A brief excerpt from PLRKNIB, Alex Bernstein’s big-hearted memoir about life as an underage stand-up comic at d.w. eye in the ’80s.
How a ragtag group of sk8er boys turned a concrete pad under an interstate into a skatepark, won over Newport’s mayor, and built a community in the process.
The state of Chinese-American relations at Miami University.
”It’s not as quiet at night as you would think.”
”Whenever you are able to help someone who’s suffering or is in pain, it’s always rewarding.”
We scoured the metro area for fun things to do after the sun goes down and found more than a few. Send the kids to an underwater sleepover in a shark tank? Hit a bucket of balls until 1 a.m.? Bring a stack of bills to a drag show? Take your pick.
Philip Paul isn’t just the great King Records house drummer: He’s been playing in the city’s nightclubs longer than almost any other musician.
You know The Brass Ass, even if you’ve never been inside.
“People need their bread.”
“If somebody brings a pet to me at 3 in the morning, it’s typically something that’s pretty serious.”
Republicans may be locked out of the mayor’s office, but they still hold the keys.
Signature Scheurer: A Retrospective of the Works of Michael Scheurer, at the Weston Gallery, offers a deep dive into the oeuvre of one of the city’s most prolific artists all in one place.
“One of the Doctor’s great life achievements was his December 2014 column, in which he exposed the shocking scandal of a misspelled Cincinnati street sign.”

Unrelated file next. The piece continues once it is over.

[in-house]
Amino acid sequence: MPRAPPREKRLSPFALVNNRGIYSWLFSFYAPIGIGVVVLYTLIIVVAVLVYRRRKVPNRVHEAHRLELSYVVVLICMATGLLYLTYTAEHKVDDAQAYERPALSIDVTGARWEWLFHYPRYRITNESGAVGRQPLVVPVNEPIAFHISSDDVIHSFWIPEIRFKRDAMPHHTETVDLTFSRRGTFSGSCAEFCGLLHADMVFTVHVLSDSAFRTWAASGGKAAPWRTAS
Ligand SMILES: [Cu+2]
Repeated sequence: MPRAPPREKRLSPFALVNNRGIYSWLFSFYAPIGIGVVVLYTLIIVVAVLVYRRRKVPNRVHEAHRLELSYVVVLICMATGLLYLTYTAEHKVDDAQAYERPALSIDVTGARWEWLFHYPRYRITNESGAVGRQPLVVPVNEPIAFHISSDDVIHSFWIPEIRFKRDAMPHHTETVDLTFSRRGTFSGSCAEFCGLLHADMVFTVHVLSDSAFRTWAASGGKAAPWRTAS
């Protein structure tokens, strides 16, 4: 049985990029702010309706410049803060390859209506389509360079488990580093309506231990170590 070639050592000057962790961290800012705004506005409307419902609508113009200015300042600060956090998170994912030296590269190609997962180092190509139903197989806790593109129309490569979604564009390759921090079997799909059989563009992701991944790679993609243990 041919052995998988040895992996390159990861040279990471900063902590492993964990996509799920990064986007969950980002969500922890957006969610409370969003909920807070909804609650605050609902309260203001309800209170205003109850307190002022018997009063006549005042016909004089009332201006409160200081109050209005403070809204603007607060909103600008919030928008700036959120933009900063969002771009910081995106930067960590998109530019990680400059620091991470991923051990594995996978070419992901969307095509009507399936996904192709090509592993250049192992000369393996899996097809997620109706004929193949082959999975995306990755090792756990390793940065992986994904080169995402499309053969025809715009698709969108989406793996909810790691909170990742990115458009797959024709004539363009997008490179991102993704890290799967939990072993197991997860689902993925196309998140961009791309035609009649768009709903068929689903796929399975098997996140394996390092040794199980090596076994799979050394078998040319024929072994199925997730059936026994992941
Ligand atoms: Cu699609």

“I don’t care what men find attractive.”
Since its inception, Voice of America has sought to fight lies, censorship, and propaganda with something novel: facts, broadcast widely.
Co-authoring the upcoming book The Big 50: The Men and Moments That Made the Cincinnati Reds meant delving into all that defines the history of pro baseball in the Queen City—good, bad, and odd. Here: four standout finds.
Nature Guys, a.k.a. amateur naturalist Bob Staggenborg and retired Cincinnati Nature Center chief naturalist Bill Creasy, launched their podcast last October.
Cincinnati brothers Abram and Ben Dombar apprenticed under Frank Lloyd Wright in the 1930s; afterward, each returned home to practice what he had learned. Together and separately they designed hundreds of Mid-Century Modern homes here.
Whether you prefer snapback or fitted, flat-brimmed or curved, sporty or stylish, there’s a hat that fits.
“I kept sketch pads at work when I was miserable,” says Don Clark, who graduated with an architecture degree from the University of Cincinnati in 2003 and spent five years cooped up in cubicles. Then the recession hit, and Clark was laid off.
Ever get the feeling there’s something going on that you don’t know about?
It began as an ironworks company in 1892. It ended as rubble after the battle between the Columbia Development Group (a division of Joseph Auto) and preservation activists.
Long may he wave over Paddock and Vine.
Some assignments are solo flights, while others are best done en masse. Surveying the best house-made ice cream is far too much for one writer.
If you hit this Sharonville mainstay around lunch hour, there’s so much middle-aged testosterone in the dining room you’ll expect an arm-wrestling championship to break out any minute.
People’s Pantry Cincy plans to tackle local food shortages, one neighborhood at a time.
For the last 10 years, Carriage House Farm has been growing produce for chefs, including Jose Salazar and Todd Kelly. Produce Manager Kate Cook lives at the center of that process, making her the lady behind the lettuce.
The organization rescues otherwise wasted (but still very edible) produce and bread from Kroger, Jungle Jim’s, and Servatii retail locations and creates meals for food-insecure families in Greater Cincinnati.